The homicide rate has spiked nearly 10 percent in 50 of the biggest U.S. cities since 2021.
Cities with the highest increase in homicide rates are:
- Kansas City, MO
- Detroit, MI
- St. Louis, MO
- New Orleans, LA
- Milwaukee, WI
- Albuquerque, NM
- Philadelphia, PA
- Norfolk, VA
- Nashville, TN
- Oakland, CA
Christopher Salvatore an Associate Professor, Chairperson of the Department of Justice Studies at Montclair State University explains the cause of the spike.
“There are a few explanations as to why we have seen homicide increases across the US. The last few years have been a period of instability/challenge with COVID-19, social unrest, and political change, he explained. During these periods faith in social institutions waivers (like the criminal justice system) and overall social control may weaken. In addition, we had people forced to stay home, and a large portion of crimes are committed by those we know – so crimes that increased recently such as domestic violence, assaults, and homicide may be due to interpersonal conflicts, increased use of drugs and alcohol, as well as increased social and economic pressures due to the pandemic.”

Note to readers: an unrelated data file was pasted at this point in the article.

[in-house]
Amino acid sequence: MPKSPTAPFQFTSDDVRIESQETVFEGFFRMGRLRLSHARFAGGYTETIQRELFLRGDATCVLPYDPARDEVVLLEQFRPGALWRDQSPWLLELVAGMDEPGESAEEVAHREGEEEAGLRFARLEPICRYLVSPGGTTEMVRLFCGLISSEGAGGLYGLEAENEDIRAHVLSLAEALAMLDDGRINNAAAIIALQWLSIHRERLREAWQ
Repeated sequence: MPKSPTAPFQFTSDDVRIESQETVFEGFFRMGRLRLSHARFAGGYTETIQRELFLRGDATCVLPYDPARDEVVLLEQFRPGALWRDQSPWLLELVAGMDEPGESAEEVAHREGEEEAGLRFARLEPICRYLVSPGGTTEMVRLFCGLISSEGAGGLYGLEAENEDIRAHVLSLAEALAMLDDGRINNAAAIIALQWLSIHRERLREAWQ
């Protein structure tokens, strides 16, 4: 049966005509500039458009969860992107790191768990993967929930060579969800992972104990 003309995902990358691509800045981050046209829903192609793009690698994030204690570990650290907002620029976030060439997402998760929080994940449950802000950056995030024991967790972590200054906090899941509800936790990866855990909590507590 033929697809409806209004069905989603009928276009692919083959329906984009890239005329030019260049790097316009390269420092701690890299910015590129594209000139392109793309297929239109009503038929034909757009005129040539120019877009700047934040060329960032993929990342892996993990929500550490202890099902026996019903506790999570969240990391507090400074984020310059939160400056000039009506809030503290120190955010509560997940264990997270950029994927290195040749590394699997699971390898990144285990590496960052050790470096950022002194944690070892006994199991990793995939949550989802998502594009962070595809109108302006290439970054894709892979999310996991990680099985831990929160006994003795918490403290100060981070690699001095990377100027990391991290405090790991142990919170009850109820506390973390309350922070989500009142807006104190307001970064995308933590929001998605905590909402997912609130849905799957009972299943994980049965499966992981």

Salvator stated that “the increasing cost of living and inflation” and “social debates around issues like abortion and gun control” are some of the reasons the U.S homicide rates could increase. He also explained that if we see resolutions to these issues then the rates would decrease.
A professor at Bates College, Michael Rocque, said that several strategies from the police are needed for the homicide rates to decrease again.
“Several well-known strategies have been shown to reduce homicide. We know that police can be very instrumental here, with focused deterrence policies. To the extent that policing has been negatively affected by the pandemic or in terms of reputation due to police violence, steps toward improving and strengthening police will be important for any reduction in homicide…The pandemic has created a lot of trauma and nearly every aspect of society has been experiencing the consequences of that trauma. To just hope it will go away or get better may be unreasonable. We need strong policies in place to put our society back together, from jobs to inflation to community organizations.”
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